Washington: US President Barack Obama Thursday called for "a full, frank and just acknowledgement of the facts" relating to the massacre of 1.5 million Armenians at the hands of Ottoman Turks starting in 1915.
Despite his past promise, the president shunned again the word "genocide" in his latest observance of what he called "one of the worst atrocities of the 20th century," reportedly.
"We recall the horror of what happened 99 years ago, when 1.5 million Armenians were massacred or marched to their deaths in the final days of the Ottoman Empire, and we grieve for the lives lost and the suffering endured by those men, women and children," the president said in a statement.
"I have consistently stated my own view of what occurred in 1915, and my view has not changed," he added. "A full, frank and just acknowledgement of the facts is in all of our interests."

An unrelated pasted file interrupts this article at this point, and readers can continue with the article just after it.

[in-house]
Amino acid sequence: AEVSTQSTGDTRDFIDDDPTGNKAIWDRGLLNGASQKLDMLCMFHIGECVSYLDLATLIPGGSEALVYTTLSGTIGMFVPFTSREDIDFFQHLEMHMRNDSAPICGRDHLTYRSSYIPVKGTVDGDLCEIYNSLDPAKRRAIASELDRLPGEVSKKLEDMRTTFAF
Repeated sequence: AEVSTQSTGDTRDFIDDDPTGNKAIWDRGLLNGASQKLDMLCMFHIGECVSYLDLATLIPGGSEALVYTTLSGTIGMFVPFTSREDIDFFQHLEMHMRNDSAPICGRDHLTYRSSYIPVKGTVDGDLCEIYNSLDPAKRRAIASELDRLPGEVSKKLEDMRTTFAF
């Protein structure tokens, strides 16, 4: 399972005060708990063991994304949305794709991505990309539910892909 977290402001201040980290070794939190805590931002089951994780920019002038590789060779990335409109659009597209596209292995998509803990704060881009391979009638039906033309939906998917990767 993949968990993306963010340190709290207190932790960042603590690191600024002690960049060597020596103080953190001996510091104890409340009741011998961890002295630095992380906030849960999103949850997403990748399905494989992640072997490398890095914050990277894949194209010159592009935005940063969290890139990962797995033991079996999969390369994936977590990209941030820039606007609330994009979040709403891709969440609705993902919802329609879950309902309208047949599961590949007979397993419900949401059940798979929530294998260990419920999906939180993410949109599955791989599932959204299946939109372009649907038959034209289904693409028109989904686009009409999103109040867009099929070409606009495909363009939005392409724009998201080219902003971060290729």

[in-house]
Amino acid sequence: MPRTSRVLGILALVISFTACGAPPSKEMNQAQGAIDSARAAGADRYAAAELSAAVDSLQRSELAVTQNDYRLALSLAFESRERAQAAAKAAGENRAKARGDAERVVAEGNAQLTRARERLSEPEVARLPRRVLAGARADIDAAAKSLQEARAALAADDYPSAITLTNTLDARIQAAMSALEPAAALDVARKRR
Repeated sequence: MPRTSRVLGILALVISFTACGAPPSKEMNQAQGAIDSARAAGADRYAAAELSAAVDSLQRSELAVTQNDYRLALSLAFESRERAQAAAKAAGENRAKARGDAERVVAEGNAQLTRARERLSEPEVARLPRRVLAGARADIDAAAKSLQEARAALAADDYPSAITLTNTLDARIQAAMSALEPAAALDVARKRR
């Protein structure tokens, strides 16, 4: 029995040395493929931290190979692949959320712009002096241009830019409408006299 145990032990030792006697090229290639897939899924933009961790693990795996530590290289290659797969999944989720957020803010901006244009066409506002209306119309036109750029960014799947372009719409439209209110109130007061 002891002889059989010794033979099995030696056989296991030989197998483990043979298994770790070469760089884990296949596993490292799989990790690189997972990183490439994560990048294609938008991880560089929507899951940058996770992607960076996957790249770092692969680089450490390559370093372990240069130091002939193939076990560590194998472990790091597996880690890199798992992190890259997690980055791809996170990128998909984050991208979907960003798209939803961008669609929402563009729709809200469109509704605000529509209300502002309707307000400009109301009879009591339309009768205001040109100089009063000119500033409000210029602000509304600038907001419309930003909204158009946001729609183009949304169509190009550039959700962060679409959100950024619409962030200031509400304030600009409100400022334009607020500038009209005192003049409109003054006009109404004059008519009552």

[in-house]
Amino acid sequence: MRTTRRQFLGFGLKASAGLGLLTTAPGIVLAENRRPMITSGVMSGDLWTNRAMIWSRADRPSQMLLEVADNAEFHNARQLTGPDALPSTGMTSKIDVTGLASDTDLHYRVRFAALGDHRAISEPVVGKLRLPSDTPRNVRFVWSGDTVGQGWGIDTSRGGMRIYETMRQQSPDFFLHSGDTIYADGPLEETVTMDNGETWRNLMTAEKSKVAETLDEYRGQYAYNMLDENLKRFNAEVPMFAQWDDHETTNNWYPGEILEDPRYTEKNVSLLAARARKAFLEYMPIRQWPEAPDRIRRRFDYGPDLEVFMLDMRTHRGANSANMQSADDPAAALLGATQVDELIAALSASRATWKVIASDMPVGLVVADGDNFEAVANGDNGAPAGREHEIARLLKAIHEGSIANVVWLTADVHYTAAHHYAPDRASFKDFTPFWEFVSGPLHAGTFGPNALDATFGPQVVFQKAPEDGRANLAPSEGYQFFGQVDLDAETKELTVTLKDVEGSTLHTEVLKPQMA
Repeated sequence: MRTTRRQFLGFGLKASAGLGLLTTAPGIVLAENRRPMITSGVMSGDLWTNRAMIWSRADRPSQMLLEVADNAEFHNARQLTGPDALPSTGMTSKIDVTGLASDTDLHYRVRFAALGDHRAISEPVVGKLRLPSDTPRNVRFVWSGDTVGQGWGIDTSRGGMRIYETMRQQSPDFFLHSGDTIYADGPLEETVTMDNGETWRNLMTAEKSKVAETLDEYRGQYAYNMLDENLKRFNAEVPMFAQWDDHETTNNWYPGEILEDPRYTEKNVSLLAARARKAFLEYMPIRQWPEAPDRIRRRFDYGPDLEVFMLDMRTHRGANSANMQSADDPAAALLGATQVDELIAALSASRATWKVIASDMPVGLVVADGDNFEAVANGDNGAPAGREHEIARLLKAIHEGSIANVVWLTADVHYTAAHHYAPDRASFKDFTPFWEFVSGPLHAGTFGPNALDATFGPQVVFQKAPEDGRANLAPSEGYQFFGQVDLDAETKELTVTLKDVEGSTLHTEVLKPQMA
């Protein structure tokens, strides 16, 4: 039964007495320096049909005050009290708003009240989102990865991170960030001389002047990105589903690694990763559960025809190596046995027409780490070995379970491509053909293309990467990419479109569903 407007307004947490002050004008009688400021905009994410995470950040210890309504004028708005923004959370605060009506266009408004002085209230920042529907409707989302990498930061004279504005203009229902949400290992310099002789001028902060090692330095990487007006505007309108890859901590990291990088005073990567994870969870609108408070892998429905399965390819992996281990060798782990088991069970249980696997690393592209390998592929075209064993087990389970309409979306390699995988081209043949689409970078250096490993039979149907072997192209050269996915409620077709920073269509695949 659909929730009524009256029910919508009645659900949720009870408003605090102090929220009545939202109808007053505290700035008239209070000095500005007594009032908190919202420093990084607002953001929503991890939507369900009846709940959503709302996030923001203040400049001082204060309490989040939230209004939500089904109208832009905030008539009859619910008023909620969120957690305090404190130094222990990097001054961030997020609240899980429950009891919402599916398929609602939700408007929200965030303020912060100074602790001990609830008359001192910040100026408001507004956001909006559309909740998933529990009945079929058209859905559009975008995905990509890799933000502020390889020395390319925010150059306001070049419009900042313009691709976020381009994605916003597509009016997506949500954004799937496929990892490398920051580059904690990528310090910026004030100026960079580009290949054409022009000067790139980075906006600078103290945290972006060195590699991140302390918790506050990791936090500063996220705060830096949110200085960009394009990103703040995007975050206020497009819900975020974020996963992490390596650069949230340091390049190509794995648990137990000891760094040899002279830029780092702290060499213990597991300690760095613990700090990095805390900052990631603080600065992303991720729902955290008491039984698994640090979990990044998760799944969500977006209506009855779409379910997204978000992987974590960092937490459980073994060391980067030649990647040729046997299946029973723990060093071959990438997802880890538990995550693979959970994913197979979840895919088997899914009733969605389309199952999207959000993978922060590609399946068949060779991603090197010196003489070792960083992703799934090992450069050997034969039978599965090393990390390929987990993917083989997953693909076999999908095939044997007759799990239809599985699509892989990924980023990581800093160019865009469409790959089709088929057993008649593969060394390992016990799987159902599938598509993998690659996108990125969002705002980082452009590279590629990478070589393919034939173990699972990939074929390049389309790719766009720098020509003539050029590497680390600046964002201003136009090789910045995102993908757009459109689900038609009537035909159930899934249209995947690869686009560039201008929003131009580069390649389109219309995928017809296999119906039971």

Turkish Prime Minister Recep Tayyip Erdogan Wednesday issued a nine-language statement offering his condolences over the killings, the first ever by a Turkish leader.
The Armenians said over 1.5 million of their forebears were killed in 1915 and 1916 by the army of Ottoman Empire in a "genocide." Turkey, which does not deny that many Armenians died in clashes, disputes the number of deaths and objects to the use of "genocide" in describing the chapter.
"Peoples and nations grow stronger, and build a foundation for a more just and tolerant future, by acknowledging and reckoning with painful elements of the past," Obama said.
"We continue to learn this lesson in the United States, as we strive to reconcile some of the darkest moments in our own history, " he added, urging more Armenians and Turks to take the path.
More than 20 countries and 43 US states have officially recognised the Armenian genocide.